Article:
My minute Lumix XS1 makes the Casio look overweight, plus goes far wider (24mm, rather than 38mm) and has a dynamic monochrome mode that looks even better in the final image. But it doesn’t feel as classy to use.

In the end, when I’ve used as many cameras as I have and found 95% of them to be very capable of decent images, the criteria for those that become my keepers comes down to very minor details. 

My hunch is, the Casio resetting features like the flash and ISO to Auto, and the contrast and saturation to 0 when it’s powered off (but not other settings, strangely) will probably be its death knell, for me.

Even though it does everything else very well and is very pleasurable and easy to use. But I’ll probably give it another outing or two before I make that decision, especially as it cost so little.

How about you, have you ever had a Casio Exilim? 

Please let us know in the comments below (and don’t forget to tick the “Notify me of new comments via email” box to follow the conversation).

Thanks for looking.

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4 thoughts on “First To 10 – The Classy Compact Casio Exilim EX-Z1000”

  1. Love my ZR3500 and ZR3600 – 12x zoom, 25mm wide, 1/1.7″ chip, amazing High Speed stacking for great HDR and night shots. The only thing that let them down is the write speeds, given all that stacking. Clean and sharp images. Super sympathetic flash. I find high ISO shots no problem given it’s limits as a compact. Oh and the wifi transfer is stupid-painless (unless some other manufacturers, I’m looking at You, Panasonic…).

    Always took one with me on holiday for that zoom to complement my holiday carry (Had an LX100 for shots up to 75mm), also good for group selfies with the wide angle and flip-up screen and second shutter button. Dreaming of finding a bargain ZR5000/5100 one day, with the 19mm wideangle….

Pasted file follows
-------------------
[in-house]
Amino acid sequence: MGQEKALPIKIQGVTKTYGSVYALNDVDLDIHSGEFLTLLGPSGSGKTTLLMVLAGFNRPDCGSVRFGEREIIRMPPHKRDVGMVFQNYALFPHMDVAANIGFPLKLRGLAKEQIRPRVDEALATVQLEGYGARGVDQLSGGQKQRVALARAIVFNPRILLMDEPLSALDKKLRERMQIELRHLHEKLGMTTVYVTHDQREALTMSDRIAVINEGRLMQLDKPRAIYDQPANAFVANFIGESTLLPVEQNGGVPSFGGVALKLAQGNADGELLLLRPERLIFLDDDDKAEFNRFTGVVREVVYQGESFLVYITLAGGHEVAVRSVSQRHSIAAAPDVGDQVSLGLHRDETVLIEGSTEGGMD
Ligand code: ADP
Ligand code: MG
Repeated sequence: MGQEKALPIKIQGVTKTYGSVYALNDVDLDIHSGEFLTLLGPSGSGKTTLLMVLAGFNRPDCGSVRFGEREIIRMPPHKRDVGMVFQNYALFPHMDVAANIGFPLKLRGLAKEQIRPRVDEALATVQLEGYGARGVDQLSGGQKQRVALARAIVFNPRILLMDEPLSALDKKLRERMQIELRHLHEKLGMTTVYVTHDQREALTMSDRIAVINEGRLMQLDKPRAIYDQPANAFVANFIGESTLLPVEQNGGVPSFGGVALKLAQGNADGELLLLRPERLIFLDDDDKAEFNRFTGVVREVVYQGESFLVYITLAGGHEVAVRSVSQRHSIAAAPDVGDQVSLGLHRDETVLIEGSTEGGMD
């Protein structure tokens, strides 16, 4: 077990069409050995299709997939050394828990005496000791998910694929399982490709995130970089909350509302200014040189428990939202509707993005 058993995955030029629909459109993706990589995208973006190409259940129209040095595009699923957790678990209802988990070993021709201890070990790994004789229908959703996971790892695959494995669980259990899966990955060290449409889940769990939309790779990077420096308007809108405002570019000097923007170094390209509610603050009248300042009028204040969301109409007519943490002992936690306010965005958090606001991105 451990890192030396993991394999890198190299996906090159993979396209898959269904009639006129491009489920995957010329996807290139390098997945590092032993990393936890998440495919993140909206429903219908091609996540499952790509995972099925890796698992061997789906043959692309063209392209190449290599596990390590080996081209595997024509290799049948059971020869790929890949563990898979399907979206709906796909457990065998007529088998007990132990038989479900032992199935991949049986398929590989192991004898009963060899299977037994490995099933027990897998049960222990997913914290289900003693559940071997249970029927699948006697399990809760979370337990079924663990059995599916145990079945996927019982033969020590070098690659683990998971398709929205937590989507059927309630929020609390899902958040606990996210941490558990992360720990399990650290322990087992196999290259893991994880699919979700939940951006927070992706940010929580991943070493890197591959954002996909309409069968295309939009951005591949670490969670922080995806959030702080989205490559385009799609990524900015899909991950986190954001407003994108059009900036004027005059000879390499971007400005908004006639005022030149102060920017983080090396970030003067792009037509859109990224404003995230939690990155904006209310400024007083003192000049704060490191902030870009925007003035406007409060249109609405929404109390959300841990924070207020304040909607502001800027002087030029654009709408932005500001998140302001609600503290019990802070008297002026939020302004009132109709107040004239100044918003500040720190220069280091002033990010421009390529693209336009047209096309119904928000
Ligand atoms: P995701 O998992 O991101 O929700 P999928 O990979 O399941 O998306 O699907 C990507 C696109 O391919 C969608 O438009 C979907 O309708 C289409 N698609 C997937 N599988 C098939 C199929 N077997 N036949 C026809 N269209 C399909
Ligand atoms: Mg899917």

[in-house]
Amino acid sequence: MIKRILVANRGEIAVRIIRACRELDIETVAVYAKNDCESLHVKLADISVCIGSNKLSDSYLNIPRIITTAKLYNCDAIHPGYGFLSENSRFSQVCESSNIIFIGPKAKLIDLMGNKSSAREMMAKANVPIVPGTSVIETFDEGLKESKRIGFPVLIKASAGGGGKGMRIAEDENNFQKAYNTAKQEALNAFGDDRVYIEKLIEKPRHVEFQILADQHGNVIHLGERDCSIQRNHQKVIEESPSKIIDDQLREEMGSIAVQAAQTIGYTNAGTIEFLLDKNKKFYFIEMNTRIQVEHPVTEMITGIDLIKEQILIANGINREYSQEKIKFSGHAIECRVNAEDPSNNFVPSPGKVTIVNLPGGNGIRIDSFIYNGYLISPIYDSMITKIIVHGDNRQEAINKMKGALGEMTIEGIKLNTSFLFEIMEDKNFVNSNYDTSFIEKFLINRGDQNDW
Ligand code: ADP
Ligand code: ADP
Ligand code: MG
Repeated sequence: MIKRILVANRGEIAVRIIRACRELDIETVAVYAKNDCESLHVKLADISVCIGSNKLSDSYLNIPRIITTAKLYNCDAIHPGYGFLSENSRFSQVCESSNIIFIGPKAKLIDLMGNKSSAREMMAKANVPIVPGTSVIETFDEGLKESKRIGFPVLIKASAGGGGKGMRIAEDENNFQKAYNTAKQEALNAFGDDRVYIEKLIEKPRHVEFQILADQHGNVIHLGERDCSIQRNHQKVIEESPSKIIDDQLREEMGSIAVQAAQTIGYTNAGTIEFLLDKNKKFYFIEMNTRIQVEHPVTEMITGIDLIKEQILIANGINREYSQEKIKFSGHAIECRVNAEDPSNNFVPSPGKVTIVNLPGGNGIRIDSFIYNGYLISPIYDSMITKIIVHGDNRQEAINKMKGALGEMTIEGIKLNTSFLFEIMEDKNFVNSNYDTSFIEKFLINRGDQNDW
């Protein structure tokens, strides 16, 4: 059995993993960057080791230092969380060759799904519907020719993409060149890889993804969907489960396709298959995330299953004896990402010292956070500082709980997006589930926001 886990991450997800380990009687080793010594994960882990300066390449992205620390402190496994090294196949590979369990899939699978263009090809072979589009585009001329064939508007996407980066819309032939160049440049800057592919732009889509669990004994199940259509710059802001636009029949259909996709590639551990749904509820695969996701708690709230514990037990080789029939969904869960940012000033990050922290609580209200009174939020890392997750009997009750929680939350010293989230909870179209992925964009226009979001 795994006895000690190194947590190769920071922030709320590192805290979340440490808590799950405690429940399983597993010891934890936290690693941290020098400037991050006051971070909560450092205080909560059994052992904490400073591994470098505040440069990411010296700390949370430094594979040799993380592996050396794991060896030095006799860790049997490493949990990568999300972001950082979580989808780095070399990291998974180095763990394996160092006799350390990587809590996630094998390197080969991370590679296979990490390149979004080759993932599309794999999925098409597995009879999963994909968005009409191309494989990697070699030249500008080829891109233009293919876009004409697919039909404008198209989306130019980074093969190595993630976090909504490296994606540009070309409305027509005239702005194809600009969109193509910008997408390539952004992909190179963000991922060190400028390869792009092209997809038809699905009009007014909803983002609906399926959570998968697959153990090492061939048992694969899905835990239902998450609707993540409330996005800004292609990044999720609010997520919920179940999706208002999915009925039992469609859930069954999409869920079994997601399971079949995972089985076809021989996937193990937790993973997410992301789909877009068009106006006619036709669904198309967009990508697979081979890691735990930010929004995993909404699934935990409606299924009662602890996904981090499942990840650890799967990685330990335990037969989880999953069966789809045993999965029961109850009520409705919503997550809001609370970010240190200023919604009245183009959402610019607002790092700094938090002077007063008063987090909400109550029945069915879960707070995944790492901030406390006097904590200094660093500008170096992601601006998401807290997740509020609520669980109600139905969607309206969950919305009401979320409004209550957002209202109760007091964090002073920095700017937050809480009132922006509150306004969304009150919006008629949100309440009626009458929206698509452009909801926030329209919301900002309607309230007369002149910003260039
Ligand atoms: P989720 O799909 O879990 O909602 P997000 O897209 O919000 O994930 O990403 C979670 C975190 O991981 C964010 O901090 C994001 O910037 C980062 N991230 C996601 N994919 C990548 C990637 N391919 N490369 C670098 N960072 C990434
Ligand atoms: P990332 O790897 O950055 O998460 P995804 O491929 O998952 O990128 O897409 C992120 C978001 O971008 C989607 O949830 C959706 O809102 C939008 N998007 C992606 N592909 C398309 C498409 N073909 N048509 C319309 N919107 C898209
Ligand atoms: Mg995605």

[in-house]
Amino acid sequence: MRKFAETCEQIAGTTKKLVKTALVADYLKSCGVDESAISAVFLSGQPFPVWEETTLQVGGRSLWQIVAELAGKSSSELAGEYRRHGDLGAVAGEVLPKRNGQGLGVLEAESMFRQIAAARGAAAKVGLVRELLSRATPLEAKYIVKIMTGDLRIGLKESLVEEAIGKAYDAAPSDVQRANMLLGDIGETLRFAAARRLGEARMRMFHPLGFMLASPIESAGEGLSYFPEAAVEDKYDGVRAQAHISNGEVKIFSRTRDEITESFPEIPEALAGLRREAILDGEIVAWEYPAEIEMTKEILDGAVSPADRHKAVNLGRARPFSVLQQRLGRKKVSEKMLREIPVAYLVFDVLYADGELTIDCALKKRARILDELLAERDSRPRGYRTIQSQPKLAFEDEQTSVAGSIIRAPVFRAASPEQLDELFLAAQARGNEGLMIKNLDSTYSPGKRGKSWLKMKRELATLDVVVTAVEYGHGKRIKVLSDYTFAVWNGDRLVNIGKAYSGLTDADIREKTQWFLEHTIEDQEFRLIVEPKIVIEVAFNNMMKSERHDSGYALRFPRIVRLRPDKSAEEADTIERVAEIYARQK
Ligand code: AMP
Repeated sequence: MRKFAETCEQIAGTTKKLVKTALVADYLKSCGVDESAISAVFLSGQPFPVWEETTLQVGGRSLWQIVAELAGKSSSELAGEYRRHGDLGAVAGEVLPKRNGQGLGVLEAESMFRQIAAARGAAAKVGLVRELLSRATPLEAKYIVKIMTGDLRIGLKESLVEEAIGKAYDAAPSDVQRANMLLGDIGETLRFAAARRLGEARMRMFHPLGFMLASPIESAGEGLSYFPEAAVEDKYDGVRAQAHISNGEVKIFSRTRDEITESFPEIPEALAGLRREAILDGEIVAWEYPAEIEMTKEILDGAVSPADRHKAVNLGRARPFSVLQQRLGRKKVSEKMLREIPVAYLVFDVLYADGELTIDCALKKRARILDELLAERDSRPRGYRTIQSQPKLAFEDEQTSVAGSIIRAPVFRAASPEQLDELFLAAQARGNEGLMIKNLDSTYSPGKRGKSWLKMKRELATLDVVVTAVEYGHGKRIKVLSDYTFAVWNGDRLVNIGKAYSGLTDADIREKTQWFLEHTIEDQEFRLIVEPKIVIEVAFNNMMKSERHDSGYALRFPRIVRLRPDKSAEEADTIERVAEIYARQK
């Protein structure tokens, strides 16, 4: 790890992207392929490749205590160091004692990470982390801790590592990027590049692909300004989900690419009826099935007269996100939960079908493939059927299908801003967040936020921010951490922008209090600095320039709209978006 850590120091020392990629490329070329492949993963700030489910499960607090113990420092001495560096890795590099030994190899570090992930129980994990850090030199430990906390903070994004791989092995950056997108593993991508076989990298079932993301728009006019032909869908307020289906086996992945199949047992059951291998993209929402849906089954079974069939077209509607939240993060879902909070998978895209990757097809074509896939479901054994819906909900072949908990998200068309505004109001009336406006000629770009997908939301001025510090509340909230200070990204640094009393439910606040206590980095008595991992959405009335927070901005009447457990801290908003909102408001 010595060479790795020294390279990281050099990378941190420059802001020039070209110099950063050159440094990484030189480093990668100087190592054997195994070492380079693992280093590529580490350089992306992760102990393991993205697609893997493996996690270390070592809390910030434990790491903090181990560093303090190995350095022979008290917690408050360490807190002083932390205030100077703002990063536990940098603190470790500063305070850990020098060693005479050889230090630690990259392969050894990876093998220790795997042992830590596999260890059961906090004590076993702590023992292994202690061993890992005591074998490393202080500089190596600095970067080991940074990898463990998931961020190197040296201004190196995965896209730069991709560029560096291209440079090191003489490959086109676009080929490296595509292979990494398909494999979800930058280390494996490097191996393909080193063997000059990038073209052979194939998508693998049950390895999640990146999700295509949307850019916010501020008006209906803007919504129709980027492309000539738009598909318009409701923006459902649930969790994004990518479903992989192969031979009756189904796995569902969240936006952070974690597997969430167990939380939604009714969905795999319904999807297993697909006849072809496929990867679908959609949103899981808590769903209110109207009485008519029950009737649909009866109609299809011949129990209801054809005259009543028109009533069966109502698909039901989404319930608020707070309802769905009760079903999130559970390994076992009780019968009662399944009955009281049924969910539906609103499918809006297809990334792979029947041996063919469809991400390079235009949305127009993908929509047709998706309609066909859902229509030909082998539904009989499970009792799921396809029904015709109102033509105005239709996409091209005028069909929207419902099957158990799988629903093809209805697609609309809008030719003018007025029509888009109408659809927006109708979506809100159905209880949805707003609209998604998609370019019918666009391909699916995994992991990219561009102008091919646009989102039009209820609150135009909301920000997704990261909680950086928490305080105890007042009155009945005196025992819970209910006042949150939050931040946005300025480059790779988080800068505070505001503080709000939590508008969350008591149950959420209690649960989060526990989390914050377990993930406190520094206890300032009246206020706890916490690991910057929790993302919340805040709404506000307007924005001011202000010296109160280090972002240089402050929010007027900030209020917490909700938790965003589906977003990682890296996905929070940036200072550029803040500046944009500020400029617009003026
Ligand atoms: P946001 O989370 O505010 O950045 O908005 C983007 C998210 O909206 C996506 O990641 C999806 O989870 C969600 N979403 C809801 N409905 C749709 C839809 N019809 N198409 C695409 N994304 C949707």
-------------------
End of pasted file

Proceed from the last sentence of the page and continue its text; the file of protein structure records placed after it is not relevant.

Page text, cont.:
1. Thanks Gorpalm, I’ve had a look and they both look very capable cameras. It’s really eye-opening, I had no idea Casio made so many, their website lists dozens of cameras in their archives. I just don’t think they’re very popular over here compared with Canon, Nikon, Sony, Fuji, Olympus, Panasonic, Pentax etc.

      The ZR5000 sounds even more interesting – a 19mm lens on a compact camera!!

  2. One of my wishes was to find a Casio Exilim in flea markets, but no luck. I feel curiosity by them because their users got to feel attached to them. What I found instead was a Sony WX80, Sony indeed knows about sensors but I feel their colors used to be (I cannot talk for their last models) not the palette I liked, I use rather the option of “Toy Camera” that has kinder colors. The grain and detail is very nice in these photographs, which I think is something I miss (maybe as a caprice rather than personal preference) in older cellphones too, now they are better but rather in software, too perfect in a digital way.

    1. It’s odd that most Sony cameras I’ve had have been very impressive in most departments, but I’ve not usually liked the colours much and have processed them afterwards. Yet my favourite (Pentax) DLSRs all have Sony sensors! I think Sony started to change the colours around 2010 or so, from the more saturated and warmer colours reminiscent of colour negative film to the more cool and clinical colours more typical of digital cameras today. I had a NEX 3N which was fantastic to test lenses with, using adapters plus its tilting screen, and focus peaking. But I didn’t like the colours, way too cold and lifeless.